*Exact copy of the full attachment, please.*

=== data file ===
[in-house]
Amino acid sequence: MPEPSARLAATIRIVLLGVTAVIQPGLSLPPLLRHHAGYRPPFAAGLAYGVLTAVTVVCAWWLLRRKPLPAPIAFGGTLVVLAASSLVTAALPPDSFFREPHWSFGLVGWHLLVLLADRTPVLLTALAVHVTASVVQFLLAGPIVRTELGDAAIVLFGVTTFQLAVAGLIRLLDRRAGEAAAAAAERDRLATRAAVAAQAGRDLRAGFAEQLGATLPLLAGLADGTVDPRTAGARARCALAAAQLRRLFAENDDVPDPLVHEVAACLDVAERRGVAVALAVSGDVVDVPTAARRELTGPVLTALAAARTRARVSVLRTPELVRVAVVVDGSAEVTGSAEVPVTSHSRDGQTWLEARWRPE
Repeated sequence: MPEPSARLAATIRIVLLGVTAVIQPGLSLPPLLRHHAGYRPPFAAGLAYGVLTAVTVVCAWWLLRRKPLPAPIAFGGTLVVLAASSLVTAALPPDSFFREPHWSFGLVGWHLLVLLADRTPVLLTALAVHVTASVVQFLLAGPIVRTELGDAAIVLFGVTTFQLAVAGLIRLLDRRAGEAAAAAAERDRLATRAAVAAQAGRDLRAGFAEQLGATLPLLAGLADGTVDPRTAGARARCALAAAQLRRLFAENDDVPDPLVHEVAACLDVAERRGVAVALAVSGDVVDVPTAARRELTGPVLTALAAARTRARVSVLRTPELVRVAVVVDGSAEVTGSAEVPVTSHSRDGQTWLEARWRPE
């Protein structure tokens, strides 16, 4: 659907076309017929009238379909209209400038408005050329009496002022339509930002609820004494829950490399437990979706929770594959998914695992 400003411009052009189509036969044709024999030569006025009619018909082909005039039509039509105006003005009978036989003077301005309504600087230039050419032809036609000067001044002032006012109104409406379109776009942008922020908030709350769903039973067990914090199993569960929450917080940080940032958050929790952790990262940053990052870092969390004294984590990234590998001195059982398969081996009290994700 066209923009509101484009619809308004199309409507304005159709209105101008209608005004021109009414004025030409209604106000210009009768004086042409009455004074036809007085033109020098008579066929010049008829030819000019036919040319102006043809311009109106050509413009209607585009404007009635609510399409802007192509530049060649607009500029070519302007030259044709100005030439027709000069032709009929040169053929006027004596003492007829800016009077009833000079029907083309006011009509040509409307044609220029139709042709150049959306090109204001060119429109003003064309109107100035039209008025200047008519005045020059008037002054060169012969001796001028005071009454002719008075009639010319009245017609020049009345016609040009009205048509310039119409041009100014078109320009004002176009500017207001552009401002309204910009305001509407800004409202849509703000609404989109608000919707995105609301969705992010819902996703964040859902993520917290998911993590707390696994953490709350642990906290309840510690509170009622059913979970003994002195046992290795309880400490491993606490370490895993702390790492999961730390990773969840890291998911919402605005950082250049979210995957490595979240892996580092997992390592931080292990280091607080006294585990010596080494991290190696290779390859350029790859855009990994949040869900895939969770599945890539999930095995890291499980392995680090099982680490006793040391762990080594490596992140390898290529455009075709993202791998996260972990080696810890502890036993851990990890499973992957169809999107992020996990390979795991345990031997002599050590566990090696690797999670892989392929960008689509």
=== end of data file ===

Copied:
[in-house]
Amino acid sequence: MPEPSARLAATIRIVLLGVTAVIQPGLSLPPLLRHHAGYRPPFAAGLAYGVLTAVTVVCAWWLLRRKPLPAPIAFGGTLVVLAASSLVTAALPPDSFFREPHWSFGLVGWHLLVLLADRTPVLLTALAVHVTASVVQFLLAGPIVRTELGDAAIVLFGVTTFQLAVAGLIRLLDRRAGEAAAAAAERDRLATRAAVAAQAGRDLRAGFAEQLGATLPLLAGLADGTVDPRTAGARARCALAAAQLRRLFAENDDVPDPLVHEVAACLDVAERRGVAVALAVSGDVVDVPTAARRELTGPVLTALAAARTRARVSVLRTPELVRVAVVVDGSAEVTGSAEVPVTSHSRDGQTWLEARWRPE
Repeated sequence: MPEPSARLAATIRIVLLGVTAVIQPGLSLPPLLRHHAGYRPPFAAGLAYGVLTAVTVVCAWWLLRRKPLPAPIAFGGTLVVLAASSLVTAALPPDSFFREPHWSFGLVGWHLLVLLADRTPVLLTALAVHVTASVVQFLLAGPIVRTELGDAAIVLFGVTTFQLAVAGLIRLLDRRAGEAAAAAAERDRLATRAAVAAQAGRDLRAGFAEQLGATLPLLAGLADGTVDPRTAGARARCALAAAQLRRLFAENDDVPDPLVHEVAACLDVAERRGVAVALAVSGDVVDVPTAARRELTGPVLTALAAARTRARVSVLRTPELVRVAVVVDGSAEVTGSAEVPVTSHSRDGQTWLEARWRPE
């Protein structure tokens, strides 16, 4: 659907076309017929009238379909209209400038408005050329009496002022339509930002609820004494829950490399437990979706929770594959998914695992 400003411009052009189509036969044709024999030569006025009619018909082909005039039509039509105006003005009978036989003077301005309504600087230039050419032809036609000067001044002032006012109104409406379109776009942008922020908030709350769903039973067990914090199993569960929450917080940080940032958050929790952790990262940053990052870092969390004294984590990234590998001195059982398969081996009290994700 066209923009509101484009619809308004199309409507304005159709209105101008209608005004021109009414004025030409209604106000210009009768004086042409009455004074036809007085033109020098008579066929010049008829030819000019036919040319102006043809311009109106050509413009209607585009404007009635609510399409802007192509530049060649607009500029070519302007030259044709100005030439027709000069032709009929040169053929006027004596003492007829800016009077009833000079029907083309006011009509040509409307044609220029139709042709150049959306090109204001060119429109003003064309109107100035039209008025200047008519005045020059008037002054060169012969001796001028005071009454002719008075009639010319009245017609020049009345016609040009009205048509310039119409041009100014078109320009004002176009500017207001552009401002309204910009305001509407800004409202849509703000609404989109608000919707995105609301969705992010819902996703964040859902993520917290998911993590707390696994953490709350642990906290309840510690509170009622059913979970003994002195046992290795309880400490491993606490370490895993702390790492999961730390990773969840890291998911919402605005950082250049979210995957490595979240892996580092997992390592931080292990280091607080006294585990010596080494991290190696290779390859350029790859855009990994949040869900895939969770599945890539999930095995890291499980392995680090099982680490006793040391762990080594490596992140390898290529455009075709993202791998996260972990080696810890502890036993851990990890499973992957169809999107992020996990390979795991345990031997002599050590566990090696690797999670892989392929960008689509």